With the new medicated stents, there has been concern that the medication which prevents scar tissue formation may also delay the formation of the protective endothelial lining as well. For this reason, patients initially receiving medicated stents were advised to take DAPT for 3 to 6 months. In the initial period of medicated stent usage, there were occasional, but infrequent cases when patients would form clots in their stents and have a heart attack soon after stopping the anti-clotting medications. For that reason, cardiologists have generally recommended continuing DAPT for 12 months after receiving a medicated stent. There is also thought that the polymer that binds the drug to the stent may contribute to the risk of stent thrombosis. Research with newer stents containing a biodegradable polymer is ongoing to see if the risk may be minimized.
In recent years, there has been concern that heart attacks or death due to clot formation in medicated stents may develop more than a year after implantation, after discontinuing anti-clotting medication. While this is a significant concern, the number of patients in whom this has occurred is extraordinarily small compared to the large numbers of patients who have received these stents. Furthermore, at this time, there is no conclusive research-based evidence that these new stents do in fact have an increased clotting risk after 1year. It is also important to remember that, since the availability of these new stents, due to the very low disease recurrence risk with the medicated stents, many thousands of patients have been spared the need for coronary artery bypass surgery and its attendant risks.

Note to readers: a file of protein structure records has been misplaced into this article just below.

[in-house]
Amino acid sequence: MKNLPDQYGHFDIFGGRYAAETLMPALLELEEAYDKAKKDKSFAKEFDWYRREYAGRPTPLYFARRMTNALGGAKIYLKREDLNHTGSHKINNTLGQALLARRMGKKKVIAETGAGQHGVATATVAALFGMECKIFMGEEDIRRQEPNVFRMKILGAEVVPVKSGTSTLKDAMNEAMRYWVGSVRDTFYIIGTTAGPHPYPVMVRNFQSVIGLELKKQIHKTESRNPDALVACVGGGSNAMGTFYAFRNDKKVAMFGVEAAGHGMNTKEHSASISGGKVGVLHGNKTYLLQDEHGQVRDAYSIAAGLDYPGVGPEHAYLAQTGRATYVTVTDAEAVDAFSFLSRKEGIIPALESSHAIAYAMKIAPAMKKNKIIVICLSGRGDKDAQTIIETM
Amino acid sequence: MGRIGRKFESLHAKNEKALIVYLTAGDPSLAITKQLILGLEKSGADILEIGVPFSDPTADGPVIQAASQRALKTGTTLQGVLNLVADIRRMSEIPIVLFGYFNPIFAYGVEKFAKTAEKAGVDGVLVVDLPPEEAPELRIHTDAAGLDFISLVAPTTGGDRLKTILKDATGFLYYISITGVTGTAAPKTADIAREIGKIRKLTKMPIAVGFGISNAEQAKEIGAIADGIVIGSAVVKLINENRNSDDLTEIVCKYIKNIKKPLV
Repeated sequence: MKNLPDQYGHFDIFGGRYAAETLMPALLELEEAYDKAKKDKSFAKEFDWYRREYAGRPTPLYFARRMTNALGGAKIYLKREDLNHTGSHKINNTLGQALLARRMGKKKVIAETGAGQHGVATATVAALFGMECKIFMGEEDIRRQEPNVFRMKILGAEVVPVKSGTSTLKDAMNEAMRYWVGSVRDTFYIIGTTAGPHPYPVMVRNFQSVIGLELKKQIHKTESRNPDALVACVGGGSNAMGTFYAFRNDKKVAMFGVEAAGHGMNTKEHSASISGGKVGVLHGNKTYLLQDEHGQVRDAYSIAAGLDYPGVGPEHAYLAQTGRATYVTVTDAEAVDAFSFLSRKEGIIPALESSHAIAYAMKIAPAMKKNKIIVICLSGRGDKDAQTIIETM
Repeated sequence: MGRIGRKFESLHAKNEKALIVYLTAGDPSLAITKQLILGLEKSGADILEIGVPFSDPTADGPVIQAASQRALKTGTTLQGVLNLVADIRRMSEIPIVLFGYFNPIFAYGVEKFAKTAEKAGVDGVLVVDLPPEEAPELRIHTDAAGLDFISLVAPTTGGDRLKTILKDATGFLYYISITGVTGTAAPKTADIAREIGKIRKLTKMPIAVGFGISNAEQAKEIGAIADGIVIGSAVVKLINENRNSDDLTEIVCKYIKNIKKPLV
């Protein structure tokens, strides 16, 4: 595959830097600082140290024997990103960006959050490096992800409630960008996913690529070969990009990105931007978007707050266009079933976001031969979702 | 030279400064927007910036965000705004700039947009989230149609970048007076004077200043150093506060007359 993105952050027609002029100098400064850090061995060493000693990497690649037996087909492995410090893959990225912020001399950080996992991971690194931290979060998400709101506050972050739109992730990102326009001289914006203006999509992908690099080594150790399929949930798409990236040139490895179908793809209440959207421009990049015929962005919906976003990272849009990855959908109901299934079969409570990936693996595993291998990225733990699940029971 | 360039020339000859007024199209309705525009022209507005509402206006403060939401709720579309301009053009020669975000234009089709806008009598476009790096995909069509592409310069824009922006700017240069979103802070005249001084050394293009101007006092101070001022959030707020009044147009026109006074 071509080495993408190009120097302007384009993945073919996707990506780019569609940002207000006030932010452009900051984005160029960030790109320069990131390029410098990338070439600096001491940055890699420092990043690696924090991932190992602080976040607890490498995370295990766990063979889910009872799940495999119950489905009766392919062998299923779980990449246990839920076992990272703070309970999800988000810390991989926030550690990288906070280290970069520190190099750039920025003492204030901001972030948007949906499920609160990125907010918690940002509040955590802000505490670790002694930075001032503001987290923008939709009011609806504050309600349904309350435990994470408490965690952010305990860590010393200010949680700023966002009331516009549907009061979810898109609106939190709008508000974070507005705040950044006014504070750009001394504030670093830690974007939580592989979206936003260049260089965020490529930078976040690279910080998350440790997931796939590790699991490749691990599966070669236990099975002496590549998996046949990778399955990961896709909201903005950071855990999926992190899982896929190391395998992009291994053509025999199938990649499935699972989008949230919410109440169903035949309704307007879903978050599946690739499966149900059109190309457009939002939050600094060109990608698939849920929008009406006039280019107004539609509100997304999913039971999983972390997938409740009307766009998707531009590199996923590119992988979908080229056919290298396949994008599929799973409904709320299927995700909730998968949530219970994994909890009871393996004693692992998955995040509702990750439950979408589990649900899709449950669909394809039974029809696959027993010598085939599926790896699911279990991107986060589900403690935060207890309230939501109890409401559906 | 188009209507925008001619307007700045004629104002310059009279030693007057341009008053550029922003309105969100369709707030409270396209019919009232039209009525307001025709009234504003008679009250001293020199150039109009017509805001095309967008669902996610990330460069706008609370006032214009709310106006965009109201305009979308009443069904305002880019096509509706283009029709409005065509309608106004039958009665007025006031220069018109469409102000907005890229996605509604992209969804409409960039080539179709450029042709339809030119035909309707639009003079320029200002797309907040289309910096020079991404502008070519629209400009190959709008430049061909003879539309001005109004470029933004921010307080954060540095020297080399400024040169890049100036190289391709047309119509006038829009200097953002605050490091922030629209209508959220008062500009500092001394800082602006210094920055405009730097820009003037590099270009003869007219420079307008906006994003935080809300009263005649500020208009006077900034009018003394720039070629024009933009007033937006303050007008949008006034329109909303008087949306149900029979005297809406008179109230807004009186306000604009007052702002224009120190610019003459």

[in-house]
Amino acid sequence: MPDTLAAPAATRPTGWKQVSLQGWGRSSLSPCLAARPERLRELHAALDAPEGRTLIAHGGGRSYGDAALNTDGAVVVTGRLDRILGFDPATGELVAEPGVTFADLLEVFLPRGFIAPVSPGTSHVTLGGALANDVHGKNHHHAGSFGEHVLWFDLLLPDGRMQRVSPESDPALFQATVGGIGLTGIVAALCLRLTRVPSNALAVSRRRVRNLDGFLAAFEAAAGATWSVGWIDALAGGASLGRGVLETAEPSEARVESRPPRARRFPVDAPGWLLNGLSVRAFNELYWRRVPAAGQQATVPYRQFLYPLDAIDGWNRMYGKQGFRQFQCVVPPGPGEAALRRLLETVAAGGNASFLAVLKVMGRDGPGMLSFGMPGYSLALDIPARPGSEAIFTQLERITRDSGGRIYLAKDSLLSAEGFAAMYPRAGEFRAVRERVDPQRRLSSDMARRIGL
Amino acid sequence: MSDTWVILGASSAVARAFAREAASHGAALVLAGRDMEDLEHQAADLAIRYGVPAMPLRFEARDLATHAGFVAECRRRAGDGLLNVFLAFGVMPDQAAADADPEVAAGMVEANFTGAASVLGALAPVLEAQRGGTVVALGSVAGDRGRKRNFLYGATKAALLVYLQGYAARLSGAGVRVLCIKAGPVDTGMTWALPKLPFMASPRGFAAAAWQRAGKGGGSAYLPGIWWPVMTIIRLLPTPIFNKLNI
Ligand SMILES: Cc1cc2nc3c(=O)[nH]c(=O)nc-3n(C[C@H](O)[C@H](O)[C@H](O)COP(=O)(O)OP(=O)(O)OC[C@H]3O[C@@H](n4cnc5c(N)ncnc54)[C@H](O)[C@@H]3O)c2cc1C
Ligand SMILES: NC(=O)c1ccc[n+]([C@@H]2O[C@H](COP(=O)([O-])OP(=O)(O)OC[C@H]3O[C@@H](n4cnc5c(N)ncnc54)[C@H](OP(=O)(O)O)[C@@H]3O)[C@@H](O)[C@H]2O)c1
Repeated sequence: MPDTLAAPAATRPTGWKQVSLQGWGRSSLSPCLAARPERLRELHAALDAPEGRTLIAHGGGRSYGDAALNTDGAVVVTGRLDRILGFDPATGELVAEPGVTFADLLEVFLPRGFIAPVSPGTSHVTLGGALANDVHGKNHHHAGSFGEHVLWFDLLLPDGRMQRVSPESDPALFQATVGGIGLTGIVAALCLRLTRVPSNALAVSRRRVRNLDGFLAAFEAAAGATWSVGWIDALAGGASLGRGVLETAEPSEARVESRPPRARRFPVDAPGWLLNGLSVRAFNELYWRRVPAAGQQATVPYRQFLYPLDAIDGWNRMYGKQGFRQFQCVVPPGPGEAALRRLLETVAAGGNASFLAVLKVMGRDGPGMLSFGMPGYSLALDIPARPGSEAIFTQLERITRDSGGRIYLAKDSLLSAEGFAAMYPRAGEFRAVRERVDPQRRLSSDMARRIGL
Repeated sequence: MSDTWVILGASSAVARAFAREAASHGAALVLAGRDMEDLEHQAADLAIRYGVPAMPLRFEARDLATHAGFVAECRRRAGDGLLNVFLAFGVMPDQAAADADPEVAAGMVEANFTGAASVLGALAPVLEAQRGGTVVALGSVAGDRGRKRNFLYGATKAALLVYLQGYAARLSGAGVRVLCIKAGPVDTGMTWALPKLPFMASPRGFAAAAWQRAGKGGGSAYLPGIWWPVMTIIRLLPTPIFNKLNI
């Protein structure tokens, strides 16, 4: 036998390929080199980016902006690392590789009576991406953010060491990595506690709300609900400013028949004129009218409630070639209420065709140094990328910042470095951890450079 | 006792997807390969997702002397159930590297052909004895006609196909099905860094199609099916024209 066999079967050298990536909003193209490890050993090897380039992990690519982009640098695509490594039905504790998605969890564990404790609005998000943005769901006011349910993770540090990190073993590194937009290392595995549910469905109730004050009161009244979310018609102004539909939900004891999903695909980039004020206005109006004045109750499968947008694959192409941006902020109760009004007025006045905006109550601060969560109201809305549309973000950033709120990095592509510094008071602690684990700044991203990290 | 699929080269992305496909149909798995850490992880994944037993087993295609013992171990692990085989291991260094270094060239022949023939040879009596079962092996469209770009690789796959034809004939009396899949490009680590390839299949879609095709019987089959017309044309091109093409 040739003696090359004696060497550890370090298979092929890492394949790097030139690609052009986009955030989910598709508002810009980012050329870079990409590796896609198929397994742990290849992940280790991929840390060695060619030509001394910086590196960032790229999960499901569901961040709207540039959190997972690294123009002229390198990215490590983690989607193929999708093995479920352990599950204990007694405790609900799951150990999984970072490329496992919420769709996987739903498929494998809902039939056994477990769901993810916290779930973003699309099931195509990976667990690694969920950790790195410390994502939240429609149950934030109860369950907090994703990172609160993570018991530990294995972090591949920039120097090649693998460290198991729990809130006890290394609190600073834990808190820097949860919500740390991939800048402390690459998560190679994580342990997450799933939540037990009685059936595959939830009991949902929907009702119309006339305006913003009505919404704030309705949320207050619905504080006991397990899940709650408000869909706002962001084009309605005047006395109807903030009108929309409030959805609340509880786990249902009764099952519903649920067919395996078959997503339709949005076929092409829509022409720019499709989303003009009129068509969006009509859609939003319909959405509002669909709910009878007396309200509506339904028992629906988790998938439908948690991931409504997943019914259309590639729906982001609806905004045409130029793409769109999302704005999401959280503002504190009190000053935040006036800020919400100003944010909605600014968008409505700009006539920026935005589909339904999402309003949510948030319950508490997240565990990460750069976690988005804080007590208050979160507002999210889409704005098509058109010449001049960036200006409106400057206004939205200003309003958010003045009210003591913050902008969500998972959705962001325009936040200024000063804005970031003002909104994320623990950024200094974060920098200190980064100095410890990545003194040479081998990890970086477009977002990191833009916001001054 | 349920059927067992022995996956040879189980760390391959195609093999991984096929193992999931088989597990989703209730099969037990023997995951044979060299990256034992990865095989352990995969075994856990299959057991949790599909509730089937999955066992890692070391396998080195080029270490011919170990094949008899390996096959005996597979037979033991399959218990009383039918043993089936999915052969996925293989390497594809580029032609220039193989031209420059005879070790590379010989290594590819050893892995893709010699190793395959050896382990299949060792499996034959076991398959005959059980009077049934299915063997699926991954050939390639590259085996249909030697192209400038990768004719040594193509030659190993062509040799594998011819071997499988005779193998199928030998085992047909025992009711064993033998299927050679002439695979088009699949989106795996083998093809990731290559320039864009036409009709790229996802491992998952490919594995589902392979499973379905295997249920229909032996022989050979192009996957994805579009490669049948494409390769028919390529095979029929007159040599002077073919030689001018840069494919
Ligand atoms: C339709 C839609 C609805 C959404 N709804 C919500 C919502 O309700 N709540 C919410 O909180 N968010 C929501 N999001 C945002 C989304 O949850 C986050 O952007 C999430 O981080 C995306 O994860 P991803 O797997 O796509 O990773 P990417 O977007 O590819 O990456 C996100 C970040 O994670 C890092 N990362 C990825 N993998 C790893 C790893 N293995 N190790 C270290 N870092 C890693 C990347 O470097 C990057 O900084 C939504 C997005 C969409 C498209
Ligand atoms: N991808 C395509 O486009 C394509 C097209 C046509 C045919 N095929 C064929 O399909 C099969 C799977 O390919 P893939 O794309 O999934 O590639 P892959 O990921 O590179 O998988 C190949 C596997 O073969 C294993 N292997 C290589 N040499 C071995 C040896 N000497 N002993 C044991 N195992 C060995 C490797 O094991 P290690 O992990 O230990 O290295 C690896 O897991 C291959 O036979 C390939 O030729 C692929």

At the present time, the soundest recommendations for patients who receive medicated stents would be to remain on DAPT for at least 12 months. After 12 months, if the medications are well tolerated, it would probably be prudent to continue with them until ongoing research and scientific investigation can accurately assess if there is in fact an increased risk for blood clots after 1 year, and if taking DAPT over the long term can prevent that. After 12 months, however, if there is a need to go off DAPT for a short time (3 to 7 days) due to bleeding or the need for a surgical procedure, the risk of a blood clot within the stent is generally small, but may be higher in certain situations, depending upon the size, number, or location of the stents. A cardiologist takes all these factors into account and then determines the risk of discontinuing antiplatelet therapy in a given situation.
It is imperative to never stop taking DAPT after receiving a stent without checking with your cardiologist first. If you have received a medicated stent in the past, were on DAPT for the prescribed duration, and then it has been stopped for some time, it is probably not necessary to resume the regimen until more information is available, but you should discuss your concerns about the need for medication with your cardiologist. Hopefully within the immediate future, the true long-term "risk" of the new medicated stents, if any, will be scientifically clarified.
Last Editorial Review: 9/13/2013